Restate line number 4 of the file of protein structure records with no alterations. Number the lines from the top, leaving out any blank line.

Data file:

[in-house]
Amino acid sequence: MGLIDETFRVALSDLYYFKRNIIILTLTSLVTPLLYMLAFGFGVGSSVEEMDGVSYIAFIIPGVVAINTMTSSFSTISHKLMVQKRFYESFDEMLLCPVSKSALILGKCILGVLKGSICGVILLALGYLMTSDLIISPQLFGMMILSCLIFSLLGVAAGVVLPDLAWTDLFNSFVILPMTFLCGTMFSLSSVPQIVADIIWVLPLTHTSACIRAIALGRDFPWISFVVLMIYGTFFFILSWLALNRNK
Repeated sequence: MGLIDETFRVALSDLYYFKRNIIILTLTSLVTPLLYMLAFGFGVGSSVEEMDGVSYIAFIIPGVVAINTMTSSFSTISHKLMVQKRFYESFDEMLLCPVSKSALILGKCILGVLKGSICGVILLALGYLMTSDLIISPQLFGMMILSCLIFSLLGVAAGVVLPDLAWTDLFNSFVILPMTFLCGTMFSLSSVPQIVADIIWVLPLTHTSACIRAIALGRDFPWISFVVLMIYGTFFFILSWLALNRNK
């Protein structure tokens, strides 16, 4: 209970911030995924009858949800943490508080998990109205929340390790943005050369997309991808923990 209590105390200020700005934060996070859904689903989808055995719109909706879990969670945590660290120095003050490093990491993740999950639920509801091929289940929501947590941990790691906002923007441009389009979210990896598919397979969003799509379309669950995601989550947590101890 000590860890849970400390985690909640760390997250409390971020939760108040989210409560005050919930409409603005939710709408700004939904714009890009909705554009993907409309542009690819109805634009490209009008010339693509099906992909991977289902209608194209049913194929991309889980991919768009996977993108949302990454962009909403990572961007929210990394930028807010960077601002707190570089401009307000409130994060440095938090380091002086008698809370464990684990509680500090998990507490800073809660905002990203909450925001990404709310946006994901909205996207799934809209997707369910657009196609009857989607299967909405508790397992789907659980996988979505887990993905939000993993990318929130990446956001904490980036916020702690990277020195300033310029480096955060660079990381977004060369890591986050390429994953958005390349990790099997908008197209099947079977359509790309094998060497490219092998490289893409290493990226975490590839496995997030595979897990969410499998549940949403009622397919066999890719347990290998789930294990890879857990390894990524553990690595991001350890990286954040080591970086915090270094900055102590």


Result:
């Protein structure tokens, strides 16, 4: 209970911030995924009858949800943490508080998990109205929340390790943005050369997309991808923990 209590105390200020700005934060996070859904689903989808055995719109909706879990969670945590660290120095003050490093990491993740999950639920509801091929289940929501947590941990790691906002923007441009389009979210990896598919397979969003799509379309669950995601989550947590101890 000590860890849970400390985690909640760390997250409390971020939760108040989210409560005050919930409409603005939710709408700004939904714009890009909705554009993907409309542009690819109805634009490209009008010339693509099906992909991977289902209608194209049913194929991309889980991919768009996977993108949302990454962009909403990572961007929210990394930028807010960077601002707190570089401009307000409130994060440095938090380091002086008698809370464990684990509680500090998990507490800073809660905002990203909450925001990404709310946006994901909205996207799934809209997707369910657009196609009857989607299967909405508790397992789907659980996988979505887990993905939000993993990318929130990446956001904490980036916020702690990277020195300033310029480096955060660079990381977004060369890591986050390429994953958005390349990790099997908008197209099947079977359509790309094998060497490219092998490289893409290493990226975490590839496995997030595979897990969410499998549940949403009622397919066999890719347990290998789930294990890879857990390894990524553990690595991001350890990286954040080591970086915090270094900055102590």